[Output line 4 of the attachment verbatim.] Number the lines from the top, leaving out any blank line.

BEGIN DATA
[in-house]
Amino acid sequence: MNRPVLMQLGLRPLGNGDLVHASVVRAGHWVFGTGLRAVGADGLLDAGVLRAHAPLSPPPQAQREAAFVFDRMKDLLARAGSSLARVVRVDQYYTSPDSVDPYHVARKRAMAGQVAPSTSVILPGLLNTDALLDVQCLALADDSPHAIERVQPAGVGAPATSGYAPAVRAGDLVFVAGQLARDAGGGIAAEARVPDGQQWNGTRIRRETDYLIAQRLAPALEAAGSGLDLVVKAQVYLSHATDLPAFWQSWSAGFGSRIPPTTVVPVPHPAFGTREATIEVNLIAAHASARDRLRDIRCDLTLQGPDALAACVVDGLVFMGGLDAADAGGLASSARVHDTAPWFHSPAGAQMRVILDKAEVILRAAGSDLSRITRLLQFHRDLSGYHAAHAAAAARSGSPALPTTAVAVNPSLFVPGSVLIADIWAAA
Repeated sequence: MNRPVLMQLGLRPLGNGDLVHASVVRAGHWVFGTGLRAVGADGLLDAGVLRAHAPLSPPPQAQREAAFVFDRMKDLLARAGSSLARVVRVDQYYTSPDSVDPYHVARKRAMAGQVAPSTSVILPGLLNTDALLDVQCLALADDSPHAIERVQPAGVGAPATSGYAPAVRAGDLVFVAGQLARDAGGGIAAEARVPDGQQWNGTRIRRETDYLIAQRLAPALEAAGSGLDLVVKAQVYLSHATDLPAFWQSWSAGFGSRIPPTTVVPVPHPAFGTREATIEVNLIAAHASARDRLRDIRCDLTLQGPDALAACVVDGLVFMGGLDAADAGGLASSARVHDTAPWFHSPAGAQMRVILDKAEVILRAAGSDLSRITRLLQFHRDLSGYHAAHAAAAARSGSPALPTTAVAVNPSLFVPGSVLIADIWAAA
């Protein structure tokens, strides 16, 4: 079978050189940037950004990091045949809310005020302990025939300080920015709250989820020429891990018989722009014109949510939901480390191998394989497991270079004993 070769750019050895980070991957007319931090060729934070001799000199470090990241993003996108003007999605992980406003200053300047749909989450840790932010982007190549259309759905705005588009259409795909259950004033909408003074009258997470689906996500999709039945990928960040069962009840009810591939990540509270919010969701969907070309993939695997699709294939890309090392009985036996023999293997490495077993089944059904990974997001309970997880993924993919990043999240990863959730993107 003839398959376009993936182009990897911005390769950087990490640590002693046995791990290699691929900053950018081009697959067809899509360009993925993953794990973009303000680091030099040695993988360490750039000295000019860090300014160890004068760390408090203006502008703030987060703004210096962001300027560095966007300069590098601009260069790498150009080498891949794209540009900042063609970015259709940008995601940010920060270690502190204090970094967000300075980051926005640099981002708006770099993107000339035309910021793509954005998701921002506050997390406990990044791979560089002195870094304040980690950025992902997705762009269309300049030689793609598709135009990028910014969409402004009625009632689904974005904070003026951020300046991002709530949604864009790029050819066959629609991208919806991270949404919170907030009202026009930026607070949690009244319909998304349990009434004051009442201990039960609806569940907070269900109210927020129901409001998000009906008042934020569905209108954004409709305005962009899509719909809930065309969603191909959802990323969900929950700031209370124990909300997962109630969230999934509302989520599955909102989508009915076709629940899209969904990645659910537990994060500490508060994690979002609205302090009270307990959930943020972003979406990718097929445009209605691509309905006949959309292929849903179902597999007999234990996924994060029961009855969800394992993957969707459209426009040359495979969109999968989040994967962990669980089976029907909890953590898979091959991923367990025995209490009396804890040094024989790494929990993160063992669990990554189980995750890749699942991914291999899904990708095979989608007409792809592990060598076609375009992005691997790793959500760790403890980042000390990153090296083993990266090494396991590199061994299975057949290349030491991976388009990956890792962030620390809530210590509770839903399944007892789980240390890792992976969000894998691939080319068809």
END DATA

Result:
């Protein structure tokens, strides 16, 4: 079978050189940037950004990091045949809310005020302990025939300080920015709250989820020429891990018989722009014109949510939901480390191998394989497991270079004993 070769750019050895980070991957007319931090060729934070001799000199470090990241993003996108003007999605992980406003200053300047749909989450840790932010982007190549259309759905705005588009259409795909259950004033909408003074009258997470689906996500999709039945990928960040069962009840009810591939990540509270919010969701969907070309993939695997699709294939890309090392009985036996023999293997490495077993089944059904990974997001309970997880993924993919990043999240990863959730993107 003839398959376009993936182009990897911005390769950087990490640590002693046995791990290699691929900053950018081009697959067809899509360009993925993953794990973009303000680091030099040695993988360490750039000295000019860090300014160890004068760390408090203006502008703030987060703004210096962001300027560095966007300069590098601009260069790498150009080498891949794209540009900042063609970015259709940008995601940010920060270690502190204090970094967000300075980051926005640099981002708006770099993107000339035309910021793509954005998701921002506050997390406990990044791979560089002195870094304040980690950025992902997705762009269309300049030689793609598709135009990028910014969409402004009625009632689904974005904070003026951020300046991002709530949604864009790029050819066959629609991208919806991270949404919170907030009202026009930026607070949690009244319909998304349990009434004051009442201990039960609806569940907070269900109210927020129901409001998000009906008042934020569905209108954004409709305005962009899509719909809930065309969603191909959802990323969900929950700031209370124990909300997962109630969230999934509302989520599955909102989508009915076709629940899209969904990645659910537990994060500490508060994690979002609205302090009270307990959930943020972003979406990718097929445009209605691509309905006949959309292929849903179902597999007999234990996924994060029961009855969800394992993957969707459209426009040359495979969109999968989040994967962990669980089976029907909890953590898979091959991923367990025995209490009396804890040094024989790494929990993160063992669990990554189980995750890749699942991914291999899904990708095979989608007409792809592990060598076609375009992005691997790793959500760790403890980042000390990153090296083993990266090494396991590199061994299975057949290349030491991976388009990956890792962030620390809530210590509770839903399944007892789980240390890792992976969000894998691939080319068809």